“I know that I have a habit of dropping cryptic clues and easter eggs when giving you information about new music … I am here to defy that,” Taylor Swift announced through her TikTok series, “Midnights Mayhem.” Indeed, with nine prior albums and her re–recordings project, the pop veteran sure has surprised the public with her sporadic ways of teasing new music.

Aside from the “Taylor’s Versions” of Fearless, Red, and one–off releases from 1989, Swift has shied away from pop music over the past two years. 2020’s folklore and evermore saw deep dives into indie, folk music, and alternative pop. The singer–songwriter especially showcased her exemplary songwriting skills through the albums’ intricate lyrics and storytelling. Furthermore, the public marveled at the fact that both albums were surprise releases. This was starkly different from her pre–pandemic releases, which involved carefully crafted album cycles, strategically chosen singles, and a plethora of easter eggs.

Midnights, then, is a return to the traditional album cycle with some key differences. The first is Swift’s new legion of fans who anticipated her return to the songwriting found in her 2020 releases. The second is her combination of skills learned from folklore/evermore, applied to a pop background. The third is that there will be no easter eggs from Swift herself, supposedly.

The results? A sonically diverse album that fails to match the impact of either folklore or evermore. Rather, the true essence of the album lies in the deluxe edition released the same day, titled the “3am Edition.”

The album starts off with the alluring “Lavender Haze” and mystifying “Maroon.” In “Lavender Haze,” Swift addresses all the tabloid rumors between her and her current boyfriend, Joe Alwyn, with throbbing bass and euphoric falsetto chorus. “Maroon” continues this energy, with lyrics like “How the hell did we lose sight of us again?” combined with a blaring synth and dreamy soundscape. These color–coordinated songs sound as if she took her reputation and Lover songs and updated them with the more candid lyricism of folklore, offering an impactful start.

We hit a slight road–block with the lead single, “Anti–Hero,” where Swift casts herself as “the problem” and an anti–hero people who may “be exhausting always rooting for.” We’ve seen Swift shake off the haters before in “Shake It Off” and go full vengeance in “Look What You Made Me Do.” The personal reflection found in “Anti–Hero” completes the trilogy of emotions Swift went through regarding her public controversies. Yet, some of the lyricism trips over itself: “Did you hear my covert narcissism / I disguise as altruism / like some kind of congressman” is a clunky metaphor that takes a few extra minutes to understand. Likewise, the bridge with the dream where her “daughter–in–law kills [her] for the money” seems a bit on the nose for a song meant for the radio.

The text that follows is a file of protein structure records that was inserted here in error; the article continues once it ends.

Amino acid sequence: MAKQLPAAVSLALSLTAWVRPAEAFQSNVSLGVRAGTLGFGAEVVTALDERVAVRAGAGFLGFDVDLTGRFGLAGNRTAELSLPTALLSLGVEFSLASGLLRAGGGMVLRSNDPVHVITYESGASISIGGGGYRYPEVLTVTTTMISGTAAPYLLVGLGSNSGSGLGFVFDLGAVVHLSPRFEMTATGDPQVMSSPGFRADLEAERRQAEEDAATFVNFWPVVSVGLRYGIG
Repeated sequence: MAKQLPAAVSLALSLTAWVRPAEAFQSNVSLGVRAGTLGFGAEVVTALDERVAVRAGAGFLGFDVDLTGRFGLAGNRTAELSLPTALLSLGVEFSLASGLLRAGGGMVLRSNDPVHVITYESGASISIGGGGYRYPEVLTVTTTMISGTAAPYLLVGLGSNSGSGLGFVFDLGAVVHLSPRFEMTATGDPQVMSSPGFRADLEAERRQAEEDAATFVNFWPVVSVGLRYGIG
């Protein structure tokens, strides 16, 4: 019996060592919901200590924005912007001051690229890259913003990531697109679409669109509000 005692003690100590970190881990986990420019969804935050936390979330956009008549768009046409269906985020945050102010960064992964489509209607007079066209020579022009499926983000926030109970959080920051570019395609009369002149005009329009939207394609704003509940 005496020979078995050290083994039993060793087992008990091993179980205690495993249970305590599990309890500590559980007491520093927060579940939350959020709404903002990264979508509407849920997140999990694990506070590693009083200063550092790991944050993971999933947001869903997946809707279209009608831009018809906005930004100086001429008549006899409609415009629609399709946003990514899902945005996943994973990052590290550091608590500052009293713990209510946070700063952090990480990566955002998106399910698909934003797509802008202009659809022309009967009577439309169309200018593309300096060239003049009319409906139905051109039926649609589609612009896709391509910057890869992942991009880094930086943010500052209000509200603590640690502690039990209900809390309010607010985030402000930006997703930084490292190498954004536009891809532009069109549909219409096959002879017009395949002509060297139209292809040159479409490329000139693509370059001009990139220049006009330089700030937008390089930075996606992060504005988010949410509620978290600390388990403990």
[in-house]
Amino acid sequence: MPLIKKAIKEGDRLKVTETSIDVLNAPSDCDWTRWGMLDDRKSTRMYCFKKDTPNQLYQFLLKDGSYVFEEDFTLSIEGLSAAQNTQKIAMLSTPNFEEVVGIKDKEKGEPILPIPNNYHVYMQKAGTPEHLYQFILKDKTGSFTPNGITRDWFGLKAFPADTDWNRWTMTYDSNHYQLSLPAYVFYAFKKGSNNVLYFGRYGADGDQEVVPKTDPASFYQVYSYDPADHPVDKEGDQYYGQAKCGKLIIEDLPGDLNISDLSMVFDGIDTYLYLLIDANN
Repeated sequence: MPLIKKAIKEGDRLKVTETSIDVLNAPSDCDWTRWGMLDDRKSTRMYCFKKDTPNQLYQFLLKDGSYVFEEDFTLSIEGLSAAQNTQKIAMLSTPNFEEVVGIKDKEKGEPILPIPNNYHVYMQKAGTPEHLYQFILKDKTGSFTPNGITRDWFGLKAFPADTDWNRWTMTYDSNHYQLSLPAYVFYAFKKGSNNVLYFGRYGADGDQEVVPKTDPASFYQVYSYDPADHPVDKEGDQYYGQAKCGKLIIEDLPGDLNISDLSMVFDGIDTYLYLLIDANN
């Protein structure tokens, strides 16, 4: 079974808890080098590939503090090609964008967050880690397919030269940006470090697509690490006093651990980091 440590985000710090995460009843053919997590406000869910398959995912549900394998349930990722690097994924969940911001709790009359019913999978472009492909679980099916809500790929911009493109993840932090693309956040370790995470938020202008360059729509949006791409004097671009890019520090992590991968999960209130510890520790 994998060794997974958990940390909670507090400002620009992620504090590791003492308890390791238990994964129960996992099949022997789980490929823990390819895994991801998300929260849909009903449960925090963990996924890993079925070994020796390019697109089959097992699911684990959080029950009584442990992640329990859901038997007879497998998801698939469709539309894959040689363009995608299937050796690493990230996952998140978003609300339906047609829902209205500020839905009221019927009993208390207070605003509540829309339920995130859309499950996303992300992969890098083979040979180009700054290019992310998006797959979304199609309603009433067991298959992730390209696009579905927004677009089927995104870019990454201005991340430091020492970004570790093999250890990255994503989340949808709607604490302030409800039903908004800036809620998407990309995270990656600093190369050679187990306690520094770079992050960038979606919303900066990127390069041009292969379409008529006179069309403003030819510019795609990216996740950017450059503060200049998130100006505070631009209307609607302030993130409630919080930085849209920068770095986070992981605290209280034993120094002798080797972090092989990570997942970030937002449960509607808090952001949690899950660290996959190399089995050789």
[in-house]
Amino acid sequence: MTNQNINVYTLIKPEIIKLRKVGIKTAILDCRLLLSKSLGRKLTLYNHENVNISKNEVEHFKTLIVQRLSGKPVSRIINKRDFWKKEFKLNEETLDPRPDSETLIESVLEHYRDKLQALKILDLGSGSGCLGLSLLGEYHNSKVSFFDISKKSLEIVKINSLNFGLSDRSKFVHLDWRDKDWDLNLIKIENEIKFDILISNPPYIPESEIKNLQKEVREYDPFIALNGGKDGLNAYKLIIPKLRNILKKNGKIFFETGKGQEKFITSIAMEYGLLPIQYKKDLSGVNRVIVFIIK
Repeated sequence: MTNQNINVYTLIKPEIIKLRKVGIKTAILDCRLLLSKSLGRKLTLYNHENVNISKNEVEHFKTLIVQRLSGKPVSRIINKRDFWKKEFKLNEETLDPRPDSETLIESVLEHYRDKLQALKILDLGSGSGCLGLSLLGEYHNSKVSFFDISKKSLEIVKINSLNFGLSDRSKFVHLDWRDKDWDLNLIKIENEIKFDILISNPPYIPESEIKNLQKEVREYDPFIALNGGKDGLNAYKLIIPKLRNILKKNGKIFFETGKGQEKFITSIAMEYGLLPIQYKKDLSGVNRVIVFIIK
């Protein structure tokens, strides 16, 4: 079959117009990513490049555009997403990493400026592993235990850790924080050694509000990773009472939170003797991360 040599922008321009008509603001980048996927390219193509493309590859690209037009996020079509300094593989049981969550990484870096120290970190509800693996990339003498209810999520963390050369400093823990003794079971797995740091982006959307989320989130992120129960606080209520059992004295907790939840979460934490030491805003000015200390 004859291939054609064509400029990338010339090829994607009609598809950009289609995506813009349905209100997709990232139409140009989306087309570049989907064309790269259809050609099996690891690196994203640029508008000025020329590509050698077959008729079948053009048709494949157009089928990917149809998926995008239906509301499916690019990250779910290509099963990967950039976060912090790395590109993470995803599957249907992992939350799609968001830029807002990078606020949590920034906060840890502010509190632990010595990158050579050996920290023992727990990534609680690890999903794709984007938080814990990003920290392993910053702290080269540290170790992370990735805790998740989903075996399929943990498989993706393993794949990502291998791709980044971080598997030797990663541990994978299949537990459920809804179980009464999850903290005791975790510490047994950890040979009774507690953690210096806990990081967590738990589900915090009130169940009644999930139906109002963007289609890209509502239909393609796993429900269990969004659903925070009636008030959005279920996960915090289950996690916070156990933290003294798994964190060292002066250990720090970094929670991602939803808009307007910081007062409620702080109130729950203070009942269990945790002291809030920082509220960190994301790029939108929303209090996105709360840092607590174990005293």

“Anti–Hero” is just one instance of how Swift’s songwriting may be trying too hard to sound meaningful. Aside from the Scooter Braun references, “Vigilante Shit” feels like she’s cursing for the sake of cursing when she sings “shit” in back–to–back lyrics: “I’m on my vigilante shit again / I don’t start shit, but I can tell you how it ends.” Instead, the noirish atmosphere and bubbling beats do most of the heavy lifting in portraying her point. 

Karma,” too, tries to become an anthem for revenge and karmic justice. Swift personifies karma as her boyfriend. She embraces being petty with her haters, even just for a second. Yet, lines like “karma is a cat / purring in my lap ‘cause it loves me / flexing like a goddamn acrobat” are almost comedic in that they don’t make much sense. 

There’s nothing fundamentally wrong with Midnights. In fact, one could say Swift sounds more comfortable than she has ever been, oozing charisma and a straightforward cadence. Attempting to pair meaningful lyrics with a pop beat, however, doesn’t always work well, and sometimes that’s okay. “Anti–Hero” is still exhilarating to sing along to, and “Vigilante Shit”  and “Karma” can still make listeners feel badass.

Had she just stuck with the original thirteen tracks, specifically chosen as thirteen is her lucky number, this would’ve been the end of the story. At 3 a.m. of the same day, however, Swift released the deluxe version, titled the “3am Edition.” Interestingly enough, while the original thirteen is mainly manned by Swift and Jack Antonoff, she brings back Aaron Dessner for some of the deluxe tracks.

The Swift–Dessner duo goes all in with the tracks they worked on together. “The Great War” analogizes a tumultuous relationship to a war, and Swift’s lyricism is at its peak here: “You drew up some good faith treaties / I drew curtains closed / drank my poison all alone” is a perfect contrast of personalities, and the delicate instrumentation matches the somber mood.

The best track of the project, funnily enough, is the deluxe track “Would’ve, Could’ve, Should’ve.” The song is the perfect combination of Swift’s strong points, with poignant and personal lyrics, strong imagery of religion and innocence, and a driving guitar in the background. You could feel when Swift sing–shouts “I regret you all the time” in your bones, as the guitars drop out at the end. The deluxe tracks, indeed, give the listeners what would’ve, could’ve, and maybe even should’ve made the final thirteen cuts in the original.

While Midnights doesn’t quite match Swift’s songwriting peak, one can admire her efforts in challenging herself to create something unfamiliar to herself. Maybe “none of [this] was accidental,” as Swift sings in “Mastermind.” Through this album, the blonde songstress hopes to subvert the expectations of the public, and more importantly, Taylor Swift. Midnights is a self–realization project; we’re just here along for the ride.